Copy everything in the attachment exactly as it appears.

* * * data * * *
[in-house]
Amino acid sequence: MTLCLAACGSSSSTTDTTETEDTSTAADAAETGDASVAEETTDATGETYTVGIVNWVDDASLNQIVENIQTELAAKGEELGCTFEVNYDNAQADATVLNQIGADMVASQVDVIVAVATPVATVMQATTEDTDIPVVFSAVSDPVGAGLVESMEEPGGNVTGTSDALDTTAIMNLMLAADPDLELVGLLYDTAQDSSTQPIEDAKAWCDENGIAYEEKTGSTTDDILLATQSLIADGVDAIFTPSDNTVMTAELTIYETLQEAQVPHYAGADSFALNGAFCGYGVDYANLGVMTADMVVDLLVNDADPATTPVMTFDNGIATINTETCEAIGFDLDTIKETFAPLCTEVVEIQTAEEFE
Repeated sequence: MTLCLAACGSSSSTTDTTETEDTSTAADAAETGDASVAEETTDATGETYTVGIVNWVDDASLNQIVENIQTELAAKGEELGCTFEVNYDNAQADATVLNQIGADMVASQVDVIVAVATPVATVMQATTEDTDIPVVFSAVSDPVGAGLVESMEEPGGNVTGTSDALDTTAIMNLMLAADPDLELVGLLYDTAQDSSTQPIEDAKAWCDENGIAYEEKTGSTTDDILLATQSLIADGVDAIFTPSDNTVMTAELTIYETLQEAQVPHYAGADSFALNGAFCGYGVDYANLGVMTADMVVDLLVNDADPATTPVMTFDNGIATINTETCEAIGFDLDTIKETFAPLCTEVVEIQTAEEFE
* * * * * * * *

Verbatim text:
[in-house]
Amino acid sequence: MTLCLAACGSSSSTTDTTETEDTSTAADAAETGDASVAEETTDATGETYTVGIVNWVDDASLNQIVENIQTELAAKGEELGCTFEVNYDNAQADATVLNQIGADMVASQVDVIVAVATPVATVMQATTEDTDIPVVFSAVSDPVGAGLVESMEEPGGNVTGTSDALDTTAIMNLMLAADPDLELVGLLYDTAQDSSTQPIEDAKAWCDENGIAYEEKTGSTTDDILLATQSLIADGVDAIFTPSDNTVMTAELTIYETLQEAQVPHYAGADSFALNGAFCGYGVDYANLGVMTADMVVDLLVNDADPATTPVMTFDNGIATINTETCEAIGFDLDTIKETFAPLCTEVVEIQTAEEFE
Repeated sequence: MTLCLAACGSSSSTTDTTETEDTSTAADAAETGDASVAEETTDATGETYTVGIVNWVDDASLNQIVENIQTELAAKGEELGCTFEVNYDNAQADATVLNQIGADMVASQVDVIVAVATPVATVMQATTEDTDIPVVFSAVSDPVGAGLVESMEEPGGNVTGTSDALDTTAIMNLMLAADPDLELVGLLYDTAQDSSTQPIEDAKAWCDENGIAYEEKTGSTTDDILLATQSLIADGVDAIFTPSDNTVMTAELTIYETLQEAQVPHYAGADSFALNGAFCGYGVDYANLGVMTADMVVDLLVNDADPATTPVMTFDNGIATINTETCEAIGFDLDTIKETFAPLCTEVVEIQTAEEFE